My sister hates the signature whine her GPS makes when she deviates from the agreed-upon route:


For a piece of electronic engineering, it sounds remarkably petulant. However, sometimes redirECTing is unavoidable, as we could tell the GPS if it were in the mood to listen.

Particularly in genealogical research. Particularly when your original route is leading into a swamp.

For example: One of my great-great-aunts, Mary Ann Haigney (1872-1956), inconsiderately married a person surnamed Walker. Sorting through Walkers in directories, documents and federal censuses is not nearly as efficient as sorting through Haigneys, and I just don’t know as much as I’d like about them. I did have a bunch of newspaper clippings about Mary Ann, including her obituary and several society items about family parties mentioning visits from her son Edward and his wife, a grandson, and “Mrs. Geis.” I really wanted to confirm the names of Edward’s wife and son, and find out who the mysterious Mrs. Geis was.

But this year, I had a couple of super-strengths to put into the Walker search.

The first was the 1940 census. The second was the address book kept in the late 1930s and early 1940s by my great-aunt Anna.  When I got this address book last fall and realized its value as a 1940 search tool, I felt like holding it aloft, superhero-style, and waiting for thunderbolts to explode out of it.

In the address book was a Brooklyn address for an “E. Walker,” whom I devoutly hoped would turn out to be Mary Ann’s son Edward. Using another awesome thunderbolt of genealogical power, the Unified 1940 Census E.D. Finder, I located:

Walker, Edward, head, 38

Walker, Frances, wife, 43

[redacted], son, 11

Geis, Caspar, brother-in-law, 58

Geis, Henrietta, sister-in-law, 49

[redacted], niece by marriage, 23

Identities for Edward’s wife and son! Plus, an explanation for Mrs. Geis!

Clearly, Caspar was Frances’ brother, and Frances’ maiden name was Geis. Fantastic. I decided to take a lunch break.

Astute readers will know that any time the word “clearly” appears in my text, things are actually not clear at all. Over a sandwich and tea, I recalled that phrase “by marriage.”

Wait a minute. Whose marriage? Was Edward linked to the Geis family through Caspar, or through Henrietta? I read through the entry again. Sure enough, it was a classic case of stopping too soon for a lunch break. There was a seventh name in the household:

 Schemank, Mary, mother-in-law, 77

With that, I had the complete picture. As the full household list implies (and other documents eventually confirmed), Edward had married the former Miss Frances Schemank, not Geis. Henrietta (Schemank) Geis is one of Frances’ sisters (she had two, plus a brother). Caspar Geis, of course, is Frances’ brother-in-law, not her brother.

And I’m just glad my genealogy GPS redirECTed before I drove the car into a swamp.


A Second Look

The copy editor in me prompts some quirky reactions to old newspapers: “Ewwww…. Futura! I hate that font!” (By the way, did you know there’s an entire documentary about Helvetica?)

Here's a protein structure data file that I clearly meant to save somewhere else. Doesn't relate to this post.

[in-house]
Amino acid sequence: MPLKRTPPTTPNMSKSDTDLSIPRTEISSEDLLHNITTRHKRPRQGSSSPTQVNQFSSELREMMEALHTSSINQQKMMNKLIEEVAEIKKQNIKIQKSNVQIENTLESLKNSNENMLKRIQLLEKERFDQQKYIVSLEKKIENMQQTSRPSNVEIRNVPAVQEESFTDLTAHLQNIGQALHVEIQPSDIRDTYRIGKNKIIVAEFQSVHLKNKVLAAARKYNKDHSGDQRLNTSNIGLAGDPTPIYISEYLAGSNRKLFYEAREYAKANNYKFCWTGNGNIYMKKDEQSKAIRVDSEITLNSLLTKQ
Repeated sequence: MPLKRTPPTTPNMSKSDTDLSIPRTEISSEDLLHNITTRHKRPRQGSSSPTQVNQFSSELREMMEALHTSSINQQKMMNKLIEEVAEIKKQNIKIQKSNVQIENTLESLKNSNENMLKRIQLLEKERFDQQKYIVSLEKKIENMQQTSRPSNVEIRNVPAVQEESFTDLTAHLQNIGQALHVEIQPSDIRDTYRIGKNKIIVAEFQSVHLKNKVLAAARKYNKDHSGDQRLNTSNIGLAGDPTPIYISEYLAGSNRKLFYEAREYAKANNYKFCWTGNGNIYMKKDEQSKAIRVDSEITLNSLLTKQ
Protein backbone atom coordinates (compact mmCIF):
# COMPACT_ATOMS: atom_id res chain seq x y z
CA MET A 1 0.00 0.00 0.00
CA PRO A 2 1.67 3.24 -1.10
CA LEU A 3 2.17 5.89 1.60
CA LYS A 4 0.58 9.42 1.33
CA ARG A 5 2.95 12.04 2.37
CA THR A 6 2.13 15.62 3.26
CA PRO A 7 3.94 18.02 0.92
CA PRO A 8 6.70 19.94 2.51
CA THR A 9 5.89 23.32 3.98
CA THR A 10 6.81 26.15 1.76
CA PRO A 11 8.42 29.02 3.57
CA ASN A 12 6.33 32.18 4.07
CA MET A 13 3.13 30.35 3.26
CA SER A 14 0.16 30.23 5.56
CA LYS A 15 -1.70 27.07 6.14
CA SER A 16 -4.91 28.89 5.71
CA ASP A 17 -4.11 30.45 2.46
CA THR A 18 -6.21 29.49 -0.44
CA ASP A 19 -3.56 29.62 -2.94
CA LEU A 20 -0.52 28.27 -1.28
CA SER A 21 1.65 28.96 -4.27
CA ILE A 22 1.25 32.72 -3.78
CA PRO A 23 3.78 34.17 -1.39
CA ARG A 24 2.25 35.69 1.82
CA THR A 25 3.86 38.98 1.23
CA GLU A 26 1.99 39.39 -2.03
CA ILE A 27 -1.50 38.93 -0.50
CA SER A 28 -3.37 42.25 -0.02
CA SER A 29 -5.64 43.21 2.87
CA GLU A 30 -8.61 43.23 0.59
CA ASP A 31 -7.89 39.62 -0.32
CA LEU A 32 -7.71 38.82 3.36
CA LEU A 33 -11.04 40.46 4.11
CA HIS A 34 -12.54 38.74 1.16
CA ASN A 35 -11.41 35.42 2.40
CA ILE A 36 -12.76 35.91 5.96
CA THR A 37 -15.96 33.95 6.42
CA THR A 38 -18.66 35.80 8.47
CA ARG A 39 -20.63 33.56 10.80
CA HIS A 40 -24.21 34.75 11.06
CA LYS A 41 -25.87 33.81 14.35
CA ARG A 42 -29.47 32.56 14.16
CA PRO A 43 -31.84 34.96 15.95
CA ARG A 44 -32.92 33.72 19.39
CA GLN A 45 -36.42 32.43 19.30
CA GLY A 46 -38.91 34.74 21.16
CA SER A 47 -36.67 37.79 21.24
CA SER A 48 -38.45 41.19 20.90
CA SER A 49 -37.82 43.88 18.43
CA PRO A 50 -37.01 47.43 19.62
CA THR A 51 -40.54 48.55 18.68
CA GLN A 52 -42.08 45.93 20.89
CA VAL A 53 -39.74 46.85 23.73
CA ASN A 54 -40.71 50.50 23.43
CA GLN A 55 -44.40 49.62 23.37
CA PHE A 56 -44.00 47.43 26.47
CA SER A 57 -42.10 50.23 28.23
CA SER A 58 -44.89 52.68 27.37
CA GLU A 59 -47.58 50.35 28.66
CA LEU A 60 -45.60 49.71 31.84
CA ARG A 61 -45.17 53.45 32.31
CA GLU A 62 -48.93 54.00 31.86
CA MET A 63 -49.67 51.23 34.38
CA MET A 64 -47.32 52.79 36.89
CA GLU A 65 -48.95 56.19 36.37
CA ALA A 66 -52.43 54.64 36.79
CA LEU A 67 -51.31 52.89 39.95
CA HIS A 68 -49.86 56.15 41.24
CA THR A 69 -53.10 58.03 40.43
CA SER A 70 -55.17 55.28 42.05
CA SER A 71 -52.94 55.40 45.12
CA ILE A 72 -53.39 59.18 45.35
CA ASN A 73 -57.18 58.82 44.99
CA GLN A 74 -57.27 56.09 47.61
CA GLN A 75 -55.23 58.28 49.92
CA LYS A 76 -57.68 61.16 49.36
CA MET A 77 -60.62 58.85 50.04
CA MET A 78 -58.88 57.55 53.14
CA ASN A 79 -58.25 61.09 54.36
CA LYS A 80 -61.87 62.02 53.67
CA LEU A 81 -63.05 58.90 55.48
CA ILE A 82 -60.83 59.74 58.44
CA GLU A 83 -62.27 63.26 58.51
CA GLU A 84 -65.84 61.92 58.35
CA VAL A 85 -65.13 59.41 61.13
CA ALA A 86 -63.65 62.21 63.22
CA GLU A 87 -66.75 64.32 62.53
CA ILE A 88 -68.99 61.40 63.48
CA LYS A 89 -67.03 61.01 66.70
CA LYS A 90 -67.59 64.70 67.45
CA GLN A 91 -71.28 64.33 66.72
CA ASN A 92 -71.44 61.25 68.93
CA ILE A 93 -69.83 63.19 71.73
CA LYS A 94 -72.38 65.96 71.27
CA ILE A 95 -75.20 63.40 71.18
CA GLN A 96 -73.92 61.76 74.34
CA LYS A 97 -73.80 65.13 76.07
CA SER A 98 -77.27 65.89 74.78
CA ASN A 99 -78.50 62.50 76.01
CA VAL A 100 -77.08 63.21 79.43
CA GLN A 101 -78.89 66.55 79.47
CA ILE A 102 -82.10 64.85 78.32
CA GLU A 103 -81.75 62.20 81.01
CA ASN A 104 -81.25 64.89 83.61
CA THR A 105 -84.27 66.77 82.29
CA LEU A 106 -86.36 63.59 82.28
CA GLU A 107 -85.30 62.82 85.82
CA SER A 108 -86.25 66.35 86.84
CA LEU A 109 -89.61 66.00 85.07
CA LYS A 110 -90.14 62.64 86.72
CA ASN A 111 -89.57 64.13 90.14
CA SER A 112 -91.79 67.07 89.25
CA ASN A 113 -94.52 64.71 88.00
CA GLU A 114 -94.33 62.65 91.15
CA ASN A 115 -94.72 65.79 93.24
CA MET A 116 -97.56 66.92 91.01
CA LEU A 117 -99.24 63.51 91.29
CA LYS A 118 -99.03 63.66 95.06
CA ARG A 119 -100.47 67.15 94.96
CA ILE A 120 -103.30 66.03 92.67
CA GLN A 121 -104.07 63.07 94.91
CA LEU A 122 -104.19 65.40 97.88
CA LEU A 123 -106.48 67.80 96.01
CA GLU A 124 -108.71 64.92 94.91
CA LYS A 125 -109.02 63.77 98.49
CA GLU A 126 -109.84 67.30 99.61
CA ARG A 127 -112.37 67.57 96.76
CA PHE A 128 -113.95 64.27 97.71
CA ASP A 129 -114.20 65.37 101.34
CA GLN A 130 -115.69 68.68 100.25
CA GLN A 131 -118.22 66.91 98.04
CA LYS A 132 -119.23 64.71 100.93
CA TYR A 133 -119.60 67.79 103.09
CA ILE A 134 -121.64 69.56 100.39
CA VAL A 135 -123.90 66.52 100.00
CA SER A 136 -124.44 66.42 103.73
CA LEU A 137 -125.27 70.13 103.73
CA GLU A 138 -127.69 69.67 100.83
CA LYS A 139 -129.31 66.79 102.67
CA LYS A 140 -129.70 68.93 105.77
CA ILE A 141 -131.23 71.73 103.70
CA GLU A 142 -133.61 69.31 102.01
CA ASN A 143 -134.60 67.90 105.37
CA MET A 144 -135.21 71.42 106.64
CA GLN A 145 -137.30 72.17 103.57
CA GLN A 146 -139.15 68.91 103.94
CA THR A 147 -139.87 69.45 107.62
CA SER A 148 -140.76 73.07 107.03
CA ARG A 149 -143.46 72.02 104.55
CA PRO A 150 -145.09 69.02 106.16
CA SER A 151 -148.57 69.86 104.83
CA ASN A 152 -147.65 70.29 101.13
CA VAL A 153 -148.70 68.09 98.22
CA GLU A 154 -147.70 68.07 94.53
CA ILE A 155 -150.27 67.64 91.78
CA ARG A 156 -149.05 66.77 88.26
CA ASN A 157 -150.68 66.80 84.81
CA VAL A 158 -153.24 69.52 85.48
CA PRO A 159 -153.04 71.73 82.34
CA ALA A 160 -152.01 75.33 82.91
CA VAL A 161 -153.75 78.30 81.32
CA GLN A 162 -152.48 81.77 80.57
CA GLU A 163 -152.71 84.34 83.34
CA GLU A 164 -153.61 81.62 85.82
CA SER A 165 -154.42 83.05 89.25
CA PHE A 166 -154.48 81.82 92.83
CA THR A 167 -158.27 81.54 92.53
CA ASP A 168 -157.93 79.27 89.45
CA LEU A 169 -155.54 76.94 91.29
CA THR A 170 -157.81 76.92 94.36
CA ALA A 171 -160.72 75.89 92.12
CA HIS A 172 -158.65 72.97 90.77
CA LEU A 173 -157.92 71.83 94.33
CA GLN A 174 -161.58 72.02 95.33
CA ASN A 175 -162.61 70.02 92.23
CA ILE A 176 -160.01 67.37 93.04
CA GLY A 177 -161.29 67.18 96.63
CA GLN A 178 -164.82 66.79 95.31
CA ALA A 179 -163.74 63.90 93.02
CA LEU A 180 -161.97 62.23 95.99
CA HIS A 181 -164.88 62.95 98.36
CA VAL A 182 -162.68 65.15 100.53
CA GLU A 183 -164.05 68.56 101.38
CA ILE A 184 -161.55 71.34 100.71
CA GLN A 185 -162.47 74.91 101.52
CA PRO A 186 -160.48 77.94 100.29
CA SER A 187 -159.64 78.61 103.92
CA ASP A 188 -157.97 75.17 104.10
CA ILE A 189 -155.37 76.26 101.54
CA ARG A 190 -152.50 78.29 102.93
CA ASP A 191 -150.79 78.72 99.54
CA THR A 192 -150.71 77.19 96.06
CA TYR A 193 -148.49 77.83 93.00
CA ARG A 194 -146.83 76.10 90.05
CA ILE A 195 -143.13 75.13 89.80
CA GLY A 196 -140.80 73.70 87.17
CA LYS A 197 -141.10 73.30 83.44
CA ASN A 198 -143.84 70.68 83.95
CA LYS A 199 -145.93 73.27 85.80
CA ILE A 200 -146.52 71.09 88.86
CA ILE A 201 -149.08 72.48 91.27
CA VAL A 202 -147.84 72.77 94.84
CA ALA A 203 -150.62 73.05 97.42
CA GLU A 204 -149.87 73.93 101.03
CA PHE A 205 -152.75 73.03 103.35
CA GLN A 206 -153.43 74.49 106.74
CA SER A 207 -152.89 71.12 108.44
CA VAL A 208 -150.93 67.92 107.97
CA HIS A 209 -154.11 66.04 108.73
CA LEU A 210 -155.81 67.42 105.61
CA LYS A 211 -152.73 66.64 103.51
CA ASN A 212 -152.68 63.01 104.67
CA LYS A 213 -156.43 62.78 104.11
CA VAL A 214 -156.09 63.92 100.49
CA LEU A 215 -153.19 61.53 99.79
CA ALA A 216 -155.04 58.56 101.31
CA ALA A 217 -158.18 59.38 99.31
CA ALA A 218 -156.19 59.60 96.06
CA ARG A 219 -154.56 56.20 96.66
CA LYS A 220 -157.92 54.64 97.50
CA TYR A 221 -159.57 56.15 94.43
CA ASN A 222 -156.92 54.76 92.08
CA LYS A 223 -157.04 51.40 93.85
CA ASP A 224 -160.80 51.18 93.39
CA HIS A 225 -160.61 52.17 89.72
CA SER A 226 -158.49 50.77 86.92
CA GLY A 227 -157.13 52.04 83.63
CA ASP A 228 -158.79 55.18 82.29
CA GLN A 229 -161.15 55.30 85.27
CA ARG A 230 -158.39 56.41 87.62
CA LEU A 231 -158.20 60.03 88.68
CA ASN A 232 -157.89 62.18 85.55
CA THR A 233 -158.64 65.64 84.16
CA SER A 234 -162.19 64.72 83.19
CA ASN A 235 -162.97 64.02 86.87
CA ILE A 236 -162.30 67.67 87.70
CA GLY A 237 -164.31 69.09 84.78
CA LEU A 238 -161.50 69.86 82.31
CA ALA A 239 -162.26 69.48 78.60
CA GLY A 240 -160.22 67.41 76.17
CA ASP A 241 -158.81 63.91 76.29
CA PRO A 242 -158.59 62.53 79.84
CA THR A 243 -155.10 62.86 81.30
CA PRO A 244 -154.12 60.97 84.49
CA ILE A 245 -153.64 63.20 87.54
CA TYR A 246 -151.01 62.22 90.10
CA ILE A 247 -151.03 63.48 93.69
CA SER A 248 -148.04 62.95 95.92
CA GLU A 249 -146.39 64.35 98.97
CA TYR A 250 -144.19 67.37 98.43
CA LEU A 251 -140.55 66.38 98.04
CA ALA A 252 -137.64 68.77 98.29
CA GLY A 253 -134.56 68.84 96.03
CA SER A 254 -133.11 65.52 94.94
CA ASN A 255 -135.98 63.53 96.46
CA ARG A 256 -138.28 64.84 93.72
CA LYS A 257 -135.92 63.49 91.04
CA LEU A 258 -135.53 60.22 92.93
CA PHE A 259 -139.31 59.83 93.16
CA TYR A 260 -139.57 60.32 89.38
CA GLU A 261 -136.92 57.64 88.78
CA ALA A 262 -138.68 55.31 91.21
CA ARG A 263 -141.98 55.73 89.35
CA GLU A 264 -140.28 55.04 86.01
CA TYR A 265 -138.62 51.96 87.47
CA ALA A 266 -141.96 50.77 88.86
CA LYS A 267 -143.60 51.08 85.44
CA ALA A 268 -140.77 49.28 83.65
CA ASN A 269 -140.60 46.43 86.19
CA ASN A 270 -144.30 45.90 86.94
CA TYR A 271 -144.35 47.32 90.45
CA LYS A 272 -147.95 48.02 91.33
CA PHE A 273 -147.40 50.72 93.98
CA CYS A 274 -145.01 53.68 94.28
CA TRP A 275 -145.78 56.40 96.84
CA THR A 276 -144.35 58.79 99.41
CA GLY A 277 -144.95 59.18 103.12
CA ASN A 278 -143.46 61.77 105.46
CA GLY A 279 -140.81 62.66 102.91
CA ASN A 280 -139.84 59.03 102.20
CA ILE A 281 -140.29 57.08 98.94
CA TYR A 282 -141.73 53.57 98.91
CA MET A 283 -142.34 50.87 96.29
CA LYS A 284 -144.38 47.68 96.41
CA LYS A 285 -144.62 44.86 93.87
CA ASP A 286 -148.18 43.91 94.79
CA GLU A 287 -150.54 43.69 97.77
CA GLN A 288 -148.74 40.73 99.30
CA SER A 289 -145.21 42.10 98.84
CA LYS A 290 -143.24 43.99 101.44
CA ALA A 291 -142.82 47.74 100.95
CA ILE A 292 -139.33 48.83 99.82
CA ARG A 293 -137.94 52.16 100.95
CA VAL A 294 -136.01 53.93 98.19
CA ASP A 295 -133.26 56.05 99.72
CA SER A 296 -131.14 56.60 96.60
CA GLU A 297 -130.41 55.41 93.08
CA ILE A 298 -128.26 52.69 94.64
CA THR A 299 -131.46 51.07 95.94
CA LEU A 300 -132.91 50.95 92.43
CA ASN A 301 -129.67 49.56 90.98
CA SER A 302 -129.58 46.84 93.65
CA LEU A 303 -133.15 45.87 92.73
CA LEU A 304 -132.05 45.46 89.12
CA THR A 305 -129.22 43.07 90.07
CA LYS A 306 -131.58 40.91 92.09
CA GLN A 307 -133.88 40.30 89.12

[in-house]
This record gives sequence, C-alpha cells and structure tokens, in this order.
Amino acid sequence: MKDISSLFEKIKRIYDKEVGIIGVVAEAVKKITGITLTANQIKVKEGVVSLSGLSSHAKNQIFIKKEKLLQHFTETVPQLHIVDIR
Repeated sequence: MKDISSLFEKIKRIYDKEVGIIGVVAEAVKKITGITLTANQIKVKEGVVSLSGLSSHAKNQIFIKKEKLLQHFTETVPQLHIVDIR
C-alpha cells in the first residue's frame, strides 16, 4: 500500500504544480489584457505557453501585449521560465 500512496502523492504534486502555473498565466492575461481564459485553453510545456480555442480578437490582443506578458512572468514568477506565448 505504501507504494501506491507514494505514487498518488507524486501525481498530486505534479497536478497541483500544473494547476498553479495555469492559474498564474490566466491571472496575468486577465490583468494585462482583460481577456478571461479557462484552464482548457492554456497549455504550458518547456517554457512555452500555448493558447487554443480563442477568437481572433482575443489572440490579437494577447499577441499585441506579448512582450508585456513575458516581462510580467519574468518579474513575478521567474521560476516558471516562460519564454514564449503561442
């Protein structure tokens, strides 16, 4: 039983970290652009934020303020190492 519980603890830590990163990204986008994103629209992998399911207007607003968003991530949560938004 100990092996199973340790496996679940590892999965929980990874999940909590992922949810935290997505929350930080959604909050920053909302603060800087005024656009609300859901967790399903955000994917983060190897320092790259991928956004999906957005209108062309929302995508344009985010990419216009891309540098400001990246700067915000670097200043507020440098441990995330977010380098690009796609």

But as we all know, newspapers are about more than type fonts. They give us big genealogy discoveries. Today is about a sequel to one of them.

A while back I wrote about the treasure trove of family nuggets I found through keyword searches of the Troy (N.Y.) Times-Record.  I pawed through this impressive pile of clips in drunken abandon, updating my notes like mad.

Several months later, I’m regarding my impressive pile of clips with more wariness. Like censuses, newspaper items can contain a lot of information to cross-check. Did I get everything right? And what did I miss?

As part of Operation Database Cleanup, I began updating the database card of my great-great-aunt Mary Ann (Mamie) Haigney Walker (1872-1956). She had been a minor part of the Big Newspaper Trove, but it did contain her obituary, where I found the names of her husband and son. My current task was doublechecking these names. I didn’t have much else planned.

The names checked out fine against the obituary. But it occurred to me that it wouldn’t be a bad idea to cross-check these names in the rest of the newspaper items in my files – purely as a precaution. I just knew I had seen everything there was to see about this surname.

Except this:

Mrs. Mary Walker of Kelly Road recently celebrated her eightieth birthday. At the time she was at the summer home of her sons in Far Rockaway and was surprised with a large dinner party of relatives and friends. Mrs. Walker was honored with a large birthday cake. Four generations of Walkers were represented by Mrs. Walker, her son, Edward, grandson and great-granddaughter.

OK, class, what is of interest here?

(A) The phrase “home of her SONS.”

(B) The phrase “FOUR GENERATIONS of Walkers were represented.”

(C) The headline font may be Futura.

Very good, it is both A and B!  We see that Mrs. Walker might have had more than the one son listed in her obituary. She also had a grandson and great-granddaughter. Perhaps they are mentioned by name elsewhere in the clips? Perhaps it would be a good idea to look?

After further examinations of the clips, I think “sons” might be a typo, as I have found only one son mentioned by name in subsequent articles. But I certainly went back to the rest of the clippings in a chastened and more careful state of mind. I realized I hadn’t really been paying a lot of attention to the Walkers – I had been too busy looking for clues about the Haigney surname.

As a result of renewed hunting I have added two grandchildren to the list I’m investigating for Mamie’s family group, plus a woman with a surname different from Walker who might be a married granddaughter or great-granddaughter. All of these names were scattered throughout my collection of newspaper snippets, but because I wasn’t really scanning for them, I read right over them.

A clear case of read in haste; re-read (and research) at leisure. Consider me abashed.